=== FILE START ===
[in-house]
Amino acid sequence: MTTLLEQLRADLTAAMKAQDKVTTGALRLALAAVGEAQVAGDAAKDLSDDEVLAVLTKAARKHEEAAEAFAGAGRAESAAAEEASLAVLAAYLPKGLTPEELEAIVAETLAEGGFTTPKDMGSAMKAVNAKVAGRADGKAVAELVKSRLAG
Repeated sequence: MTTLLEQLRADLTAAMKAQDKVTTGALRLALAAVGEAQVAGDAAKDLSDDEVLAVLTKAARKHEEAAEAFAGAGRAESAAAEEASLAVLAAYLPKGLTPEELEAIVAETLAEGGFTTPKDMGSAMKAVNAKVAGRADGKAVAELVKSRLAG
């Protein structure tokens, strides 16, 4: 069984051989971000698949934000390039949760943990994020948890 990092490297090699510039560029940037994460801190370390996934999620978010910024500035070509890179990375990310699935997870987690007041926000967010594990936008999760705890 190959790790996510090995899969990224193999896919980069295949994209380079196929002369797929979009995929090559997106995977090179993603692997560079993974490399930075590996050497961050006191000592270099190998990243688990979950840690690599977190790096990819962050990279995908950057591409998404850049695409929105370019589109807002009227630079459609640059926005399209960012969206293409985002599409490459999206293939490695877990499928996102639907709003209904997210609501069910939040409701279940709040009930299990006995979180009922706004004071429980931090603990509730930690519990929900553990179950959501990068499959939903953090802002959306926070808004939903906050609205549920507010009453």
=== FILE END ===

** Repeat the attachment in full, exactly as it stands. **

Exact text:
[in-house]
Amino acid sequence: MTTLLEQLRADLTAAMKAQDKVTTGALRLALAAVGEAQVAGDAAKDLSDDEVLAVLTKAARKHEEAAEAFAGAGRAESAAAEEASLAVLAAYLPKGLTPEELEAIVAETLAEGGFTTPKDMGSAMKAVNAKVAGRADGKAVAELVKSRLAG
Repeated sequence: MTTLLEQLRADLTAAMKAQDKVTTGALRLALAAVGEAQVAGDAAKDLSDDEVLAVLTKAARKHEEAAEAFAGAGRAESAAAEEASLAVLAAYLPKGLTPEELEAIVAETLAEGGFTTPKDMGSAMKAVNAKVAGRADGKAVAELVKSRLAG
């Protein structure tokens, strides 16, 4: 069984051989971000698949934000390039949760943990994020948890 990092490297090699510039560029940037994460801190370390996934999620978010910024500035070509890179990375990310699935997870987690007041926000967010594990936008999760705890 190959790790996510090995899969990224193999896919980069295949994209380079196929002369797929979009995929090559997106995977090179993603692997560079993974490399930075590996050497961050006191000592270099190998990243688990979950840690690599977190790096990819962050990279995908950057591409998404850049695409929105370019589109807002009227630079459609640059926005399209960012969206293409985002599409490459999206293939490695877990499928996102639907709003209904997210609501069910939040409701279940709040009930299990006995979180009922706004004071429980931090603990509730930690519990929900553990179950959501990068499959939903953090802002959306926070808004939903906050609205549920507010009453």